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Two Years & Twice Around the World...  
Monks at Taer Si Lamasery
CLASSIC CHINA Beijing April 23 April 24 April 25 April 26 April 27 April 28 April 29-30 May 1-2 May 3-4 May 5 Pinyao, Shanxi May 6 May 7 Xian, Shaanxi May 8 May 9-10

TIBETAN PLATEAU Xining, Qinghai May 11 May 12 Tongren, Qinghai May 13 May 14 Xiahe, Gansu May 15 May 16-17

THE SILK ROAD Lanzhou, Gansu May 18 Dunhuang, Gansu May 19-20 May 21-22 May 23 May 24-25 Turpan, Xinjiang May 26 May 27 Kashgar, Xinjiang May 28-29 May 30 May 31 June 1-2 June 3-6 Hotan, Xinjiang June 7 June 8-9 June 10-11 June 12-13 June 14-16 June 17-19

A LAST LOOK Shanghai June 20-29 Beijing June 30
Monks at Taer Si Lamasery, Xining, Gansu Province, May 6, 2003


May 11. XINING (Qinghai) "A Muslim Market " It was a nineteen hour train ride from Xian to Xining. We arrived at about 5:45pm on the 11th.  Our compartment area was not fully occupied on this trip. We just had a couple of college students in the middle bunks above us who spent most their time in the aisle seats talking with each other and playing cards.

When I traveled hard sleeper before in China they came by early in the morning and ripped away your sheets but on this trip we had our pillows and blankets all day which was convenient for periodic napping.  The train started to come to life around 7:00am so we still had a fair number of hours to kill before Xining.  But, between reading, playing cards, listening to music and napping, the day was gone before we knew it. 

As we neared the Xining station we picked up a few biohazard storm troopers.  They went from car to car with their bull horn and an ear thermometer.  They seemed to just give everyone a visual once over and probably used their thermometer on any sick looking suspects.  We took one look at that thermometer and thought, "They are not going to stick that thing in our ears!"  I searched my pack for a package of alcohol wipes to keep with me just in case.

Getting off the train we had about a half hour wait before exiting the station.  Most people crowded towards the exit but since everyone had to stand in front of the ONE infrared thermometer the police were streamlining the mob into a single file line.  They had their work cut out for them as the crowd continued to push them forward and people tried to sneak in ahead of them.  It was slow going and we chose not to mingle with the mob and just stood to the side with some other folks until the line started to look manageable.  

Upon exiting the station we were immediately accosted by a tout that wanted to drag us to his hotel next to the train station.  He had the prices of all the hotels in town in a notebook to show how his hotel was the cheapest and he went on to warn that other hotels had been told not to take foreigners due to SARS.  We were more jaded travelers at this point and the only useful information we got from him was what bus to take to the city's west gate.

The first hotel we tried ended up being beyond our budget, having inflated 30% beyond what LP had noted.  It was a really nice hotel though - bummer.  We thought we might be able to bargain but they told us they were full!  In the lobby we met a couple of western businessmen who were staying there and both were skeptical that the hotel was full.  They were just afraid of taking in any travelers.  The foreign businessmen also advised us that the Taer Si lamasery and Qinghai Lake had both been closed to tourists due to SARS.  That would sort of limit our sightseeing options in Xining...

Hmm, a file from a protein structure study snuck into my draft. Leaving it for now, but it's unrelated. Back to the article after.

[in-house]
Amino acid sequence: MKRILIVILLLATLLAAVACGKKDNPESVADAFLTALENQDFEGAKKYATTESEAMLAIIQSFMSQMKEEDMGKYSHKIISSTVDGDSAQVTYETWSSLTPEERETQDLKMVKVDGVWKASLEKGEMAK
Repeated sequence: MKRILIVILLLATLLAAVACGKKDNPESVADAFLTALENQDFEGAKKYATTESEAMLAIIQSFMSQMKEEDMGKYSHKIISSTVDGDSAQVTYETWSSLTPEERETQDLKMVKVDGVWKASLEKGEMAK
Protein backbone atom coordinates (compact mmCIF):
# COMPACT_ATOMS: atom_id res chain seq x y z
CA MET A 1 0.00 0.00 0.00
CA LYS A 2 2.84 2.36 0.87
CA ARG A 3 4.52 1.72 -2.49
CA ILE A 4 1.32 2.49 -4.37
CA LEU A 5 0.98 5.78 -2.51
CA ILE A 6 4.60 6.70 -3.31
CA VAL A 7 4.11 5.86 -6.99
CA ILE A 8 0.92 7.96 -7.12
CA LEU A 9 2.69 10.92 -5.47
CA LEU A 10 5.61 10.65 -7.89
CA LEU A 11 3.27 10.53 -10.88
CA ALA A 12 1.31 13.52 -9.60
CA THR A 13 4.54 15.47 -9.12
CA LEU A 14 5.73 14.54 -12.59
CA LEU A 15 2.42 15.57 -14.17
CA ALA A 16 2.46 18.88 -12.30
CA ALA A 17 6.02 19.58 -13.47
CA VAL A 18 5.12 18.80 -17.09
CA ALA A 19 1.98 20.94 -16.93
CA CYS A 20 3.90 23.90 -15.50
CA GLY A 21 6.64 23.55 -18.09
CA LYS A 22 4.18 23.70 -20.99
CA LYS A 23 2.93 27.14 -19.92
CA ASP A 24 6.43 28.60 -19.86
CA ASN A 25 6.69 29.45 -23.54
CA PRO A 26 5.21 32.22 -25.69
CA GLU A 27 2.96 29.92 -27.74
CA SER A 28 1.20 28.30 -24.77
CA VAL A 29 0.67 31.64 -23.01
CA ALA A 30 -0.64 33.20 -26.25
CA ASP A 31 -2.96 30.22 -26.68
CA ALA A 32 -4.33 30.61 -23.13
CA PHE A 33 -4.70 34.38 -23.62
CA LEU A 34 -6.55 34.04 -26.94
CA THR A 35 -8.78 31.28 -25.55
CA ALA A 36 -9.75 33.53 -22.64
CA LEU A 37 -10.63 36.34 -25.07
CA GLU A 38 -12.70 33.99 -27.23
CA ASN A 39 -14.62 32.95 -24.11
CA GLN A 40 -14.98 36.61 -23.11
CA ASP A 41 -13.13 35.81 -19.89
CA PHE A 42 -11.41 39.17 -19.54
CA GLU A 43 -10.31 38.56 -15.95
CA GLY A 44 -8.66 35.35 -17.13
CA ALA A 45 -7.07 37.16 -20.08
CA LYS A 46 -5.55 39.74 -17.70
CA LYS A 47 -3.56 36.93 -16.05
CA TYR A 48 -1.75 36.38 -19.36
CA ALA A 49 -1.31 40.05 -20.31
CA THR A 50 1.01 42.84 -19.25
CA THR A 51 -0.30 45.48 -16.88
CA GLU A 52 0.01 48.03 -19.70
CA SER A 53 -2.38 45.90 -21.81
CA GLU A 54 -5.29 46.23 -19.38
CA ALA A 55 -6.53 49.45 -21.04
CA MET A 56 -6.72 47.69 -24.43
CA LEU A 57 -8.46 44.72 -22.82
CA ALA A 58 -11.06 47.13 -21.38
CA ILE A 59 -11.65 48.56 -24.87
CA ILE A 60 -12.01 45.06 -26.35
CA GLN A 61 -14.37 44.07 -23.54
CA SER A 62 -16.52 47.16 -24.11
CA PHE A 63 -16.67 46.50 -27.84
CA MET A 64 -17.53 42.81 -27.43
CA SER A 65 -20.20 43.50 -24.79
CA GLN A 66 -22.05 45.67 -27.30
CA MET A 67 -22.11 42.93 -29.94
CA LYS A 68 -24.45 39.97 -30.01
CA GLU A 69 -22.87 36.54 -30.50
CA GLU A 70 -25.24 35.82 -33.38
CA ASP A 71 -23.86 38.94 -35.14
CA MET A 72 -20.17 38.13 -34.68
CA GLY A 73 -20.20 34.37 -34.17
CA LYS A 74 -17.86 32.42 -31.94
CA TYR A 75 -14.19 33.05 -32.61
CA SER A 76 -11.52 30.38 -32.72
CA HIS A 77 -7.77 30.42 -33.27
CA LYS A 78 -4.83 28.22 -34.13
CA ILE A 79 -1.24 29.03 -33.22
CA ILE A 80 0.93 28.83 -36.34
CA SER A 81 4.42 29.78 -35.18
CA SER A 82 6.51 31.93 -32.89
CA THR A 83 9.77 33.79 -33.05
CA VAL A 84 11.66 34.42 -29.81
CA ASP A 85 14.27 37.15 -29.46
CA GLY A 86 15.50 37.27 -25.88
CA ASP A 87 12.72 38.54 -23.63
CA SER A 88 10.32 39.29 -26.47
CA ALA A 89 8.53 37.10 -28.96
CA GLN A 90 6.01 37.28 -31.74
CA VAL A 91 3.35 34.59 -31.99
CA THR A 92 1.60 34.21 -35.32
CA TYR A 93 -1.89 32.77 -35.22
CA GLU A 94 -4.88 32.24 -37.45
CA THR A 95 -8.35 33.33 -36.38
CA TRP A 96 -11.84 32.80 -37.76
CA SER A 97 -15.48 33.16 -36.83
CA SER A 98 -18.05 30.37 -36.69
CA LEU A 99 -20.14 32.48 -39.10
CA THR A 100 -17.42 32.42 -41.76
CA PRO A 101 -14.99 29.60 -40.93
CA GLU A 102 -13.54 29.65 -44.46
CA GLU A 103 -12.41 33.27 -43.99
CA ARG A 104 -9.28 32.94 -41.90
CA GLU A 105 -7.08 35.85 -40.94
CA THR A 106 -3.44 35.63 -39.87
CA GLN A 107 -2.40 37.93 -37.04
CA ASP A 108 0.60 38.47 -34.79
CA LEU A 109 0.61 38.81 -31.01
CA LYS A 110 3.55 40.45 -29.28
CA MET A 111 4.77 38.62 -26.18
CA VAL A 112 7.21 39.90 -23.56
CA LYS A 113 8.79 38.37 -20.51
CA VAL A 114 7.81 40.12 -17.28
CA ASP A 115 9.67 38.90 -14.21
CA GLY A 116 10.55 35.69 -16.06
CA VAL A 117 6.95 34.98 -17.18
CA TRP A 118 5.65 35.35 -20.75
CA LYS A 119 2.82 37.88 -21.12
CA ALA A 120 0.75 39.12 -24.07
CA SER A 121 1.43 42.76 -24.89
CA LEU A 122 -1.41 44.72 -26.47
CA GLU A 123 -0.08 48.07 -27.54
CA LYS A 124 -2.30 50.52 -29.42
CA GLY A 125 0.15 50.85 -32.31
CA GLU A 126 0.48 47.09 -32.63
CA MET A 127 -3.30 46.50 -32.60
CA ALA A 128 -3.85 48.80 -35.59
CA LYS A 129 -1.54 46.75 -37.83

Back on the bus we returned to the station to search out a cheaper option.  Avoiding the tout's hotel we found one on the other side of the station square that readily gave us a room.  The rooms, however, left a lot to be desired.  We looked at a couple and they were both pretty dingy and had toilets that flushed with a piece of string.  We didn't even have a shower head.  But, the other hotel was supposed to be worse so we didn't have many options.

The area outside our hotel was kind of a hang out spot for random people.  Xining was a fairly modern city.  It was not interesting looking but was clean and had a wild mixture of cultures that were very interesting.  The Muslim Hui people were easy to spot.  The men all wore their bright white hats and the women covered their heads with scarves.  The Buddhist monks were also conspicuous in their saffron robes.  The other prominent population was, of course, Chinese.  

We grabbed the bus back towards the west gate again to have dinner at a Muslim restaurant, Xiaoyuanmen Shifu.  The staff were very friendly and helpful with the ordering.  Rob had a large plate of mutton and I had a tasty plate of snow peas.  For dessert we let them recommend a Muslim dessert of eight different dried fruits over hot rice and covered with a honey-like sauce.  It was delicious and filled us up after a long day of not eating very much.

We walked back to our hotel to work off our big meal.  We had gained quite a bit in altitude and were now at about 2275m which meant the air was crisp and cool.  When we returned to our hotel we noticed that our room had a odd smell since we had closed the window before we left.  It reminded me of yak butter and animal hair.  The floor of our bathroom was also flooded with water.  We would have to change rooms but we let it wait until morning and just slept with the window open.